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8 hours ago, ThoughtCriminal said:

It's also a massive non-sequitur: his rental income may be nauseating but it doesn't invalidate his assertion on public sector pay.

Yes, what invalidates his opinion on public sector pay is that it's ****ing stupid. 

What's the private sector equivalent of our NHS surgeons? Or Navy admirals? Or judges?

Are their salaries meant to be equivalent to retail assistants flogging iphones in shopping malls?

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7 hours ago, rollover said:

That was back in 2012. And thats after public sector salary freezes.

Was it also before public sector:

  • pensions
  • annual leave
  • sick leave
  • payoffs

?

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8 minutes ago, ThePrufeshanul said:

Yes, what invalidates his opinion on public sector pay is that it's ****ing stupid. 

What's the private sector equivalent of our NHS surgeons? Or Navy admirals? Or judges?

Are their salaries meant to be equivalent to retail assistants flogging iphones in shopping malls?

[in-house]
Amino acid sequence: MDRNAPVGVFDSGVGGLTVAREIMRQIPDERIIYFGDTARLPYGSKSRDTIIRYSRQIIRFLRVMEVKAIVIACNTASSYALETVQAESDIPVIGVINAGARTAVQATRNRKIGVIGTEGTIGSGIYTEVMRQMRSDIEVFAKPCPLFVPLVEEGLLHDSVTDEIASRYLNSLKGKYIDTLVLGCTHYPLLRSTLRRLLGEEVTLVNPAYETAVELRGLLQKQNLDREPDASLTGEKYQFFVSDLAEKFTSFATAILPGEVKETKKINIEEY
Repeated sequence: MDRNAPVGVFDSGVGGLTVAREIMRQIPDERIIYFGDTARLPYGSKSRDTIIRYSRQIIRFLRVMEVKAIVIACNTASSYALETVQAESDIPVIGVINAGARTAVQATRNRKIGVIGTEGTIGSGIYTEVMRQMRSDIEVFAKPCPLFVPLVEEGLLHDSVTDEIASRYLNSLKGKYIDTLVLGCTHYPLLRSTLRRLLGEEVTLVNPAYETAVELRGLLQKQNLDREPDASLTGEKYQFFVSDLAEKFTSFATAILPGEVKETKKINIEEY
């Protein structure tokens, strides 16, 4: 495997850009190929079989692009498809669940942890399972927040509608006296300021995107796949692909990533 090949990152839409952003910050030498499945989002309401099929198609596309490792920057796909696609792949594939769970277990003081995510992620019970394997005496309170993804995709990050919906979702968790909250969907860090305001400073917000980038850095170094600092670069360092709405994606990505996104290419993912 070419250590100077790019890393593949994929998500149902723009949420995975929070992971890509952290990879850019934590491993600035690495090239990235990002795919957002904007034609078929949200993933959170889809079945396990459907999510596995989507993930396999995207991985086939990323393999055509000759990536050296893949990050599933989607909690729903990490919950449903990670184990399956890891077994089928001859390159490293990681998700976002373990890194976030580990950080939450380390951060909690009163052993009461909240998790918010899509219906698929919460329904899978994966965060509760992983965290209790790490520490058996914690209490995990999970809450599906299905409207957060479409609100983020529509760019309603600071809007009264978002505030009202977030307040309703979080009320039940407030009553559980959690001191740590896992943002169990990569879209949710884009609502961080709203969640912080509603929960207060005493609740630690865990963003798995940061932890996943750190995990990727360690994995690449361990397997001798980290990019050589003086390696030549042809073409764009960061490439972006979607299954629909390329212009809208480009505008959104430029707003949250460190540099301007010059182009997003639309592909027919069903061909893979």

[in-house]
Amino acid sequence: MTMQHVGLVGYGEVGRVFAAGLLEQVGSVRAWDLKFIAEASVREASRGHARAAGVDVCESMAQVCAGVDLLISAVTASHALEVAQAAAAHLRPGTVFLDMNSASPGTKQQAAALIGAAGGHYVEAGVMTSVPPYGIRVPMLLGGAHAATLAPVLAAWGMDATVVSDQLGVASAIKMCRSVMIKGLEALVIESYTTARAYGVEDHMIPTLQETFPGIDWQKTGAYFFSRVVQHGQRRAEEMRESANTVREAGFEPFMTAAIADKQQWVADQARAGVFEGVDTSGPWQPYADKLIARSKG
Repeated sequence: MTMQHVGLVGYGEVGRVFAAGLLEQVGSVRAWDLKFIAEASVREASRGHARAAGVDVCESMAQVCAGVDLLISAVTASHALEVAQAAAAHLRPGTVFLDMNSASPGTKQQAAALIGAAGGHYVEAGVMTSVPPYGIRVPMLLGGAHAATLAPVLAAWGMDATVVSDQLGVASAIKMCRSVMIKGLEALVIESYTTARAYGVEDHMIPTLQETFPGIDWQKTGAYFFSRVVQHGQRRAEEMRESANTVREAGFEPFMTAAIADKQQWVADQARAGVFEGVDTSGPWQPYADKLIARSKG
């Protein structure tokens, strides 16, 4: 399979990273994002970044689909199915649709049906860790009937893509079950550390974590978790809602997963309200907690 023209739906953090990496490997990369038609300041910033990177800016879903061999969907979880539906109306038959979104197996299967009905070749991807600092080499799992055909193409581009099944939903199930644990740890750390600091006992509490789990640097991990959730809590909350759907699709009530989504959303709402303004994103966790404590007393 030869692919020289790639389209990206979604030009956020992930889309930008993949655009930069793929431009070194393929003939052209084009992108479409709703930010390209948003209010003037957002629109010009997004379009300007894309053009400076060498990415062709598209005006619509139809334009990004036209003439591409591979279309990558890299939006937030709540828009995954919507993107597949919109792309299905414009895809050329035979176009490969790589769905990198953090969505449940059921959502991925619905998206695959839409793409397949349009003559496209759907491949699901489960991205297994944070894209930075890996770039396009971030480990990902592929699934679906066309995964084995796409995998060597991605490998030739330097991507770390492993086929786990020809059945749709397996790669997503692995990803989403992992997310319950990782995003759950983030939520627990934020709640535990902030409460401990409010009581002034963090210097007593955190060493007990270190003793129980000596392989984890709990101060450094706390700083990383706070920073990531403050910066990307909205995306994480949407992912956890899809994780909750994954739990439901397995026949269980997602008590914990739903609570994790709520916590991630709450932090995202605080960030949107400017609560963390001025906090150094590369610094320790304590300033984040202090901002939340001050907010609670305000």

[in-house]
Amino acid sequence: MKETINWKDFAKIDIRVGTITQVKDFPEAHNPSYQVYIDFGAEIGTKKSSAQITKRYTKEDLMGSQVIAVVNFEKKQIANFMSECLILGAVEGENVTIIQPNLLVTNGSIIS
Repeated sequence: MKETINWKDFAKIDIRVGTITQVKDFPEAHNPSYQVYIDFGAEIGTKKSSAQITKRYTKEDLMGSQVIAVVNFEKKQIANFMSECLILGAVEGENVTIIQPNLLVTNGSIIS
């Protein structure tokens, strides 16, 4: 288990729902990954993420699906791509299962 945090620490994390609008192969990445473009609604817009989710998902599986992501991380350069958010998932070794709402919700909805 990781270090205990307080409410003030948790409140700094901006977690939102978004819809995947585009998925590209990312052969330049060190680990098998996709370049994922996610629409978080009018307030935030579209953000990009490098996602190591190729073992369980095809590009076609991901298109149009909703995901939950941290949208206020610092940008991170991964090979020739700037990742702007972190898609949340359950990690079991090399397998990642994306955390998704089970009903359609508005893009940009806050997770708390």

What's the public sector equivalent of entrepreneur? Or wealth creators? 

What's the private sector equivalent of creating a housing shortage?

How many public sector non-job admins are there for every young student working part time in an iPhone shop?

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5 hours ago, scottbeard said:

Not sure I agree - yes most public sector employees don't get free accommodation as part of their role, but then most don't get a salary the same as the Chancellor either; "should the Chancellor get free accommodation?" is a valid question to ask, but not really connected to "what should nurses be paid?".

Interestingly there are actually a lot of jobs that "come with" accommodation and people in them often rent out their previous house for the duration of the job (private school housemasters, state school caretakers, vicars  etc).  That isn't so unusual and is quite different in my mind from someone with a BTL portfolio.  In fact two people I know are in exactly the situation of being in "comes with the job" accommodation and both rent out the flats they lived in before taking the job up, and intend to move back into them one day.  Mr Hammond just happens to have rather grander previous accommodation.